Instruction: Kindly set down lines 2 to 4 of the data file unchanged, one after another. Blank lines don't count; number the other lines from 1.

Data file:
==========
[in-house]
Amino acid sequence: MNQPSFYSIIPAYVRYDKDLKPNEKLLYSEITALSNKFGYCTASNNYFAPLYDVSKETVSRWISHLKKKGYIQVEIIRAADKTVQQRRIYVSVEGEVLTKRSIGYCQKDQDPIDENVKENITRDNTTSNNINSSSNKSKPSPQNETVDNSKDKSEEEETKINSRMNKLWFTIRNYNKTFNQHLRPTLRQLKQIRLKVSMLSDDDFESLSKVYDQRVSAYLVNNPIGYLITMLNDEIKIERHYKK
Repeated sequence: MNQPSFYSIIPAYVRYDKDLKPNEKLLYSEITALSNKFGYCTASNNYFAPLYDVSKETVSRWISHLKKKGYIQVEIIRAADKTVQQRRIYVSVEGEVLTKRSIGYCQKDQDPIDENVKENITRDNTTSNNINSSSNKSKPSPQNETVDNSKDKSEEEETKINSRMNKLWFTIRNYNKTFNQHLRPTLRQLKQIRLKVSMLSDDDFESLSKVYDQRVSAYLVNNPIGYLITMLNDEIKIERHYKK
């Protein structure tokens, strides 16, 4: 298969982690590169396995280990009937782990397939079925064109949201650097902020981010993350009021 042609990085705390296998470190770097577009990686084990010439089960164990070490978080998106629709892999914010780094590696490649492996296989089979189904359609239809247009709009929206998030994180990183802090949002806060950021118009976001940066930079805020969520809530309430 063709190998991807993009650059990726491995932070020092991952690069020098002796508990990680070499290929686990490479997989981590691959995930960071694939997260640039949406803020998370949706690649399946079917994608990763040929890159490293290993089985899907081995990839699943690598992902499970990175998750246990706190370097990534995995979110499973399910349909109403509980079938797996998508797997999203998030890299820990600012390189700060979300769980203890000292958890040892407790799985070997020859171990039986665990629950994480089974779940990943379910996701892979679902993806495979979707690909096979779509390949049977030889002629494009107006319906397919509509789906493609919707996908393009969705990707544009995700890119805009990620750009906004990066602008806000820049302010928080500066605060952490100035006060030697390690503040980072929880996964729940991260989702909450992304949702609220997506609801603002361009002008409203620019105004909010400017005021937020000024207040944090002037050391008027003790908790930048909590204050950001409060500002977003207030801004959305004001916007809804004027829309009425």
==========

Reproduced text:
Amino acid sequence: MNQPSFYSIIPAYVRYDKDLKPNEKLLYSEITALSNKFGYCTASNNYFAPLYDVSKETVSRWISHLKKKGYIQVEIIRAADKTVQQRRIYVSVEGEVLTKRSIGYCQKDQDPIDENVKENITRDNTTSNNINSSSNKSKPSPQNETVDNSKDKSEEEETKINSRMNKLWFTIRNYNKTFNQHLRPTLRQLKQIRLKVSMLSDDDFESLSKVYDQRVSAYLVNNPIGYLITMLNDEIKIERHYKK
Repeated sequence: MNQPSFYSIIPAYVRYDKDLKPNEKLLYSEITALSNKFGYCTASNNYFAPLYDVSKETVSRWISHLKKKGYIQVEIIRAADKTVQQRRIYVSVEGEVLTKRSIGYCQKDQDPIDENVKENITRDNTTSNNINSSSNKSKPSPQNETVDNSKDKSEEEETKINSRMNKLWFTIRNYNKTFNQHLRPTLRQLKQIRLKVSMLSDDDFESLSKVYDQRVSAYLVNNPIGYLITMLNDEIKIERHYKK
């Protein structure tokens, strides 16, 4: 298969982690590169396995280990009937782990397939079925064109949201650097902020981010993350009021 042609990085705390296998470190770097577009990686084990010439089960164990070490978080998106629709892999914010780094590696490649492996296989089979189904359609239809247009709009929206998030994180990183802090949002806060950021118009976001940066930079805020969520809530309430 063709190998991807993009650059990726491995932070020092991952690069020098002796508990990680070499290929686990490479997989981590691959995930960071694939997260640039949406803020998370949706690649399946079917994608990763040929890159490293290993089985899907081995990839699943690598992902499970990175998750246990706190370097990534995995979110499973399910349909109403509980079938797996998508797997999203998030890299820990600012390189700060979300769980203890000292958890040892407790799985070997020859171990039986665990629950994480089974779940990943379910996701892979679902993806495979979707690909096979779509390949049977030889002629494009107006319906397919509509789906493609919707996908393009969705990707544009995700890119805009990620750009906004990066602008806000820049302010928080500066605060952490100035006060030697390690503040980072929880996964729940991260989702909450992304949702609220997506609801603002361009002008409203620019105004909010400017005021937020000024207040944090002037050391008027003790908790930048909590204050950001409060500002977003207030801004959305004001916007809804004027829309009425």